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Baylor's "Students in Free Enterprise" Organization Places in Competition

April 30, 2007

by Jessica Bird

On April 4, the Baylor University's Students in Free Enterprise team competed in the annual SIFE USA Regional Competition in Dallas. The Baylor SIFE organization was recognized with a top-20 finalist's award in a national competition in the specialty area of ethics. In the overall competition their work was assessed in promoting economic opportunity for others in the areas of market economics, success skills, financial literacy, entrepreneurship and ethics. In the ethics portion they were 2nd runner-up in their league.

"Working in partnership with business and higher education, SIFE mobilizes university students around the world to utilize knowledge learned in the classroom to address real world business and economic issues in their communities," according to the organization's website. "SIFE students form teams on their university campuses and develop outreach projects that teach market economics, entrepreneurship, financial literacy, personal success skills, and business ethics. Through these projects, SIFE is empowering university students to make a difference today while realizing the full potential they will have to create a better world as the entrepreneurs and business leaders of tomorrow."

"Our presentation team delivered an outstanding presentation that highlighted the impact of our projects throughout the year," said Dr. Mitchell Neubert. Neubert, Chavanne Chair of Christian Ethics in Business, H.R. Gibson Chair in Management Development, and Associate Professor, serves as advisor to the Baylor SIFE team. "I am also very proud of our recognition for promoting ethics; it is quite an honor to be among the top 20 schools nationally who won this award."

Students on the presentation team included: Lauren Epperson, senior, marketing and management major; Eric Fuller, senior, human resources major; Violet Fuller, junior, finance and economics major; Melinda Henderson, senior, public relations and social work major; Laurel McConn, senior, marketing and human resources major; Annica McDermott, junior, human resources and international business major; Spencer Ryan, senior, professional selling and management major; Jeff Jimenez; senior, human resources major; Kelly Risinger, senior, human resources major.

"The competition was a success in a number of ways, including the opportunities for students to interact with 15-20 executives that served as judges and the recruiters who were present for the SIFE job fair," said Neubert.

According to President of Baylor SIFE, Lauren Epperson, students that participated gained valuable life lesson skills that can be used for many years to come in all aspects of their careers. "This past year many students benefited from wrestling with real ethical problems in the workplace and finding out how to formulate solutions that would be above reproach," said Epperson. "Our ethics competition had a wonderful kick-off this year, and we are very excited to be expanding this event to more students and possibly to other universities in the future."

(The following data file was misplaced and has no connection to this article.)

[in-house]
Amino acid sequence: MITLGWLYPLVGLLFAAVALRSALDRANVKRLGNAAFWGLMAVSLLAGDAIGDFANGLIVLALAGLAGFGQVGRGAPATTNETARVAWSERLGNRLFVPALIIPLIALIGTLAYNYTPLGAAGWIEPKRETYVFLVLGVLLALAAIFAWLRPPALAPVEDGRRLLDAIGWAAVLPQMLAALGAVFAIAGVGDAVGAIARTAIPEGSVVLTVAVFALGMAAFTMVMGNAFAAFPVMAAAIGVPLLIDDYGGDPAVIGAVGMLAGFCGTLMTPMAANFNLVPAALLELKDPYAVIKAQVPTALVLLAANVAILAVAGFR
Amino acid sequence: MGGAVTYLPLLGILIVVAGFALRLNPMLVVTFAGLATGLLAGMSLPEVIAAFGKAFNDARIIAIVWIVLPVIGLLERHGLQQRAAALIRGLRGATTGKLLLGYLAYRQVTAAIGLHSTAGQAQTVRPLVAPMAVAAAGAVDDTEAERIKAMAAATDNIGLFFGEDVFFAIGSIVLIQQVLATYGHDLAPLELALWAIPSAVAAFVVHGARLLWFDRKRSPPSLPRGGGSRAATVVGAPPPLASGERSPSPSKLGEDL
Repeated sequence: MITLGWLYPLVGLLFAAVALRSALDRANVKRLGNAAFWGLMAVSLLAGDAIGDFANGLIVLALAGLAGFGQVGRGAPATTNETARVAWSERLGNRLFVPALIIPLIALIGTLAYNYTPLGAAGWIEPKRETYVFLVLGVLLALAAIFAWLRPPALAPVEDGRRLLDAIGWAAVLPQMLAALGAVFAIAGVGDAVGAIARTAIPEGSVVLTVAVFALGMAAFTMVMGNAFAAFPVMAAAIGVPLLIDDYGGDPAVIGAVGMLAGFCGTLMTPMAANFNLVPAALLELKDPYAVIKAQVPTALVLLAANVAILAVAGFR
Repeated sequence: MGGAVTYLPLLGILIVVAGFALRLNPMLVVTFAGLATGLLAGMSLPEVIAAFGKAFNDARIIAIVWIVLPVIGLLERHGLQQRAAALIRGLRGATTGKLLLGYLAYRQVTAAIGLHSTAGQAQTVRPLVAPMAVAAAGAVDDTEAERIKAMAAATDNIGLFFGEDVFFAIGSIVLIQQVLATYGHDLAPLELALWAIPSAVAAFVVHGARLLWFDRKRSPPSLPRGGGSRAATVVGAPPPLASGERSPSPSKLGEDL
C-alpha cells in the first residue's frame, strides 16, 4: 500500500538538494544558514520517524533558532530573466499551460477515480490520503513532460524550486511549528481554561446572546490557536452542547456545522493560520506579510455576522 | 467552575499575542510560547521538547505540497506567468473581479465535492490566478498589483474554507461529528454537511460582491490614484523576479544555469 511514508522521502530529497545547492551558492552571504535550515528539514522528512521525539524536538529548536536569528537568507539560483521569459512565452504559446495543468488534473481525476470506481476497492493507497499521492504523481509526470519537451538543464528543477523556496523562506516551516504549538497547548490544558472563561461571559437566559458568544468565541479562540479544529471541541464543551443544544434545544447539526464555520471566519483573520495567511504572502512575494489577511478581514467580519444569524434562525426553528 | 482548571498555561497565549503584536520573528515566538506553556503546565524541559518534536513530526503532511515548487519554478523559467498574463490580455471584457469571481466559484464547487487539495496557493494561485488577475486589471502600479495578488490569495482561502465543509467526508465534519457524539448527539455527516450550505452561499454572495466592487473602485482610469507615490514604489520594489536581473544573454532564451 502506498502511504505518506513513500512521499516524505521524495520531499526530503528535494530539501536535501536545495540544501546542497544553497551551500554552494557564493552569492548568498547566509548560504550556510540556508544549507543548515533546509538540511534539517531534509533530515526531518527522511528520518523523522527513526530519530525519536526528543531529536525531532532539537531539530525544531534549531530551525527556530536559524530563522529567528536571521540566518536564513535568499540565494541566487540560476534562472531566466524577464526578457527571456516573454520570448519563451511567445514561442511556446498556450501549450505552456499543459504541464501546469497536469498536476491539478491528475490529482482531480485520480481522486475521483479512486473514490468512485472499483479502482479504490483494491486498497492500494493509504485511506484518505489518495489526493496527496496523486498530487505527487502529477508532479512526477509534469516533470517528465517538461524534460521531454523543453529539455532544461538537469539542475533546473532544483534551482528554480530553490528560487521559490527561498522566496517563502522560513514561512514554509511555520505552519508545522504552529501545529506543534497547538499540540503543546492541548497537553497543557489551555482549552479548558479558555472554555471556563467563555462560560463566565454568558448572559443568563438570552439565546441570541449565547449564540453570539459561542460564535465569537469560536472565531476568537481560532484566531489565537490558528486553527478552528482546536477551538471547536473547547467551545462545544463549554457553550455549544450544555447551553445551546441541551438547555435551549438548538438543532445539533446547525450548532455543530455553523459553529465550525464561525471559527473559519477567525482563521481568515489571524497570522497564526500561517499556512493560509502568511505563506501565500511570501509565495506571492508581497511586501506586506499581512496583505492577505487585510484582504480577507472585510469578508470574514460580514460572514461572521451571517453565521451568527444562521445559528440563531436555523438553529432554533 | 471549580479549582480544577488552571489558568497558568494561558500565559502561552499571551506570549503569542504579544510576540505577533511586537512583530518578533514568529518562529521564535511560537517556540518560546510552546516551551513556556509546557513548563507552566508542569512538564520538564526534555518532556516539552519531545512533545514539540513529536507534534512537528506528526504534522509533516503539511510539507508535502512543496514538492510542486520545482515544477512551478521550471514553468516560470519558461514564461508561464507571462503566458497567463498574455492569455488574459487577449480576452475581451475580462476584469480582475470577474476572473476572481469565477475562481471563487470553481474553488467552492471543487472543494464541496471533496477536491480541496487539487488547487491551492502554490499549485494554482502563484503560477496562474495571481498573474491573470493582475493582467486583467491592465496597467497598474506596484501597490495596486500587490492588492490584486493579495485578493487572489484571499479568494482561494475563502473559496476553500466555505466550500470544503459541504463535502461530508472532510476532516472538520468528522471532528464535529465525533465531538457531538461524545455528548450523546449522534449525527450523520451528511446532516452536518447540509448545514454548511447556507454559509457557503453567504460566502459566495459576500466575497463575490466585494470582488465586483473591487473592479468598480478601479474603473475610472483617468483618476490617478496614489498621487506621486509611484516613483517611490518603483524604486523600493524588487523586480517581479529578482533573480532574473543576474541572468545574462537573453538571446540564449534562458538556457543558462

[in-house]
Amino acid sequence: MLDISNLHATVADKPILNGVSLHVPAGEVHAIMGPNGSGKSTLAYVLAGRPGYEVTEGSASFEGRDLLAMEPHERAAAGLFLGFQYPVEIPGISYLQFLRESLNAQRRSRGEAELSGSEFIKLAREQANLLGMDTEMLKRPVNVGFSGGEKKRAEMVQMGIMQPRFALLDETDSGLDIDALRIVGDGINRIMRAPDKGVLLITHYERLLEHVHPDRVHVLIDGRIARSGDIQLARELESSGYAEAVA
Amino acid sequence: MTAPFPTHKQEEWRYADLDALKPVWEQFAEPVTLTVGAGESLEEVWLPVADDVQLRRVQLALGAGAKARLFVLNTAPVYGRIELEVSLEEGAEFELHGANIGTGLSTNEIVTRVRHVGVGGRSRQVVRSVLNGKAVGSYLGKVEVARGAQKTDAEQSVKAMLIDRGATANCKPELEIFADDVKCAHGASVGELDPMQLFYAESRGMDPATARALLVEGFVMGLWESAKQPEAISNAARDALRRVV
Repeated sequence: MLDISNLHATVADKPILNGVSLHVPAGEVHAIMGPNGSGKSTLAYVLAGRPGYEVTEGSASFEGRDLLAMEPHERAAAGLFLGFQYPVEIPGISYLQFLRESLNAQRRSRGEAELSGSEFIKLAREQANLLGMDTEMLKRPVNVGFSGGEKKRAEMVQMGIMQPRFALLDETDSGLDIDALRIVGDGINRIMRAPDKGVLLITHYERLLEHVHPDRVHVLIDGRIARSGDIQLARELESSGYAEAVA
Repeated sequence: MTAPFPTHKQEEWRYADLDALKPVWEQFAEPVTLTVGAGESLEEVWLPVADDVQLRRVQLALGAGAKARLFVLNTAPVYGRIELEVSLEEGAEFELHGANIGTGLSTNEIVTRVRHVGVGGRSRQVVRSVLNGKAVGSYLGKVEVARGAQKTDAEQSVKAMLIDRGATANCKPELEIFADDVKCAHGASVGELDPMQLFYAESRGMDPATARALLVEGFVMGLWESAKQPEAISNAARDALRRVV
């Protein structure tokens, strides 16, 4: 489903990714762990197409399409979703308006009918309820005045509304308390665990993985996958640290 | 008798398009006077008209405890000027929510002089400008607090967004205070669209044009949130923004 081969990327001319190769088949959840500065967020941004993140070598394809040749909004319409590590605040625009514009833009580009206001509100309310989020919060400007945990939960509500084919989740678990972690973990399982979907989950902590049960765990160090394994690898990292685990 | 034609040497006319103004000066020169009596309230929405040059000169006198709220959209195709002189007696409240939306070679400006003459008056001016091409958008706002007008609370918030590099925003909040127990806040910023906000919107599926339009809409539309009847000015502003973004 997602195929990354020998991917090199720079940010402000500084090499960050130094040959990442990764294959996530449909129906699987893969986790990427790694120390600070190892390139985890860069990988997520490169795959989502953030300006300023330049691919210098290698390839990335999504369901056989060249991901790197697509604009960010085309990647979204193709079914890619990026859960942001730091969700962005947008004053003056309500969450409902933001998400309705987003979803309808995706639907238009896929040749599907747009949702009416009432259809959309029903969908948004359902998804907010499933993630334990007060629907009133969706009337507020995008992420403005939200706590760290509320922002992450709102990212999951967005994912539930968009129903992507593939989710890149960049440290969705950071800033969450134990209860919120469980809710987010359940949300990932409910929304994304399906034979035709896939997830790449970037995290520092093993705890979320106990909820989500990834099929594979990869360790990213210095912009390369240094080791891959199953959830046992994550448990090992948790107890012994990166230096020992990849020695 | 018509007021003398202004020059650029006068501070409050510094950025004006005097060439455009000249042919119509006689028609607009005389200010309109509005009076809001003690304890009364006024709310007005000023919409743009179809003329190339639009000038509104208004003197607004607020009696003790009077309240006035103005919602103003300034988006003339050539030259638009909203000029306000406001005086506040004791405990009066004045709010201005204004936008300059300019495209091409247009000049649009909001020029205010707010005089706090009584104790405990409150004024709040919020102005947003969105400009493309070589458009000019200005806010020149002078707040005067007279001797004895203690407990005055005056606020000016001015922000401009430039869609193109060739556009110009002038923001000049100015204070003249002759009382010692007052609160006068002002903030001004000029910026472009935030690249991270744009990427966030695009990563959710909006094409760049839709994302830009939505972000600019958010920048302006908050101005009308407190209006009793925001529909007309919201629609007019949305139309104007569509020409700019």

According to Laurel McConn, the main aspect she took away from her SIFE experience was seeing students from colleges and universities from all over coming to share their experience and explain the projects they did in their own communities. "It made our Baylor efforts all the more meaningful, knowing that we were taking part in a world-wide effort."

Baylor presented several projects at the competition in Dallas. The ethics segment that was nationally recognized at the conference was the SIFE teams

co-sponsorship of the Case Competition in Ethical Leadership--Five Years Later: Leadership Lessons from Enron and Andersen. The Baylor SIFE organization served as judges and room coordinators at the event, as well as sponsoring the awards for best Question/Answer participants.

The market economics project presented at the competition was directed toward Waco inner-city middle school students at the University Middle School. To improve their earning potential and financial management skills. They did so by implementing their knowledge of the market economy, professionalism, business ethics, financial responsibility and management. They interacted with the middle school students by using worksheets, overheads, activities and quizzes. Results were rewarding, according to the team, when a student from the class said, "I can't wait to share what I have learned with my mom about savings accounts."

Mission Waco, financial literacy segment, was another project that was launched through the idea of interaction with the chronically unemployed. It was lead through small group discussions and one-on-one coaching. In the fall, the group taught personal financial management and workplace ethics. During the spring, they taught goal setting, financial management, resumes and interviewing skills, and workplace ethics. Working with Mission Waco was an eye-opening experience for the team, "we learned that anyone can be poor and in need of assistance."

Other projects included: success skills projects, promoting benefits of education beyond high school to juniors and seniors at A.J. Moore Magnet School and eighth graders at Rapaport Academy; entrepreneurship projects, consulting with Water for the World and World Hunger Relief Farm to assist in improving economic development.

SIFE began at Baylor began in 2003 as a part of Dr. Neubert's leadership class, and it became an official campus organization in 2004. The Baylor SIFE mission: "To use our knowledge and skills as students to help the economically disadvantaged succeed in a market economy." SIFE welcomes the involvement of students across campus. For more information contact Dr. Neubert at (

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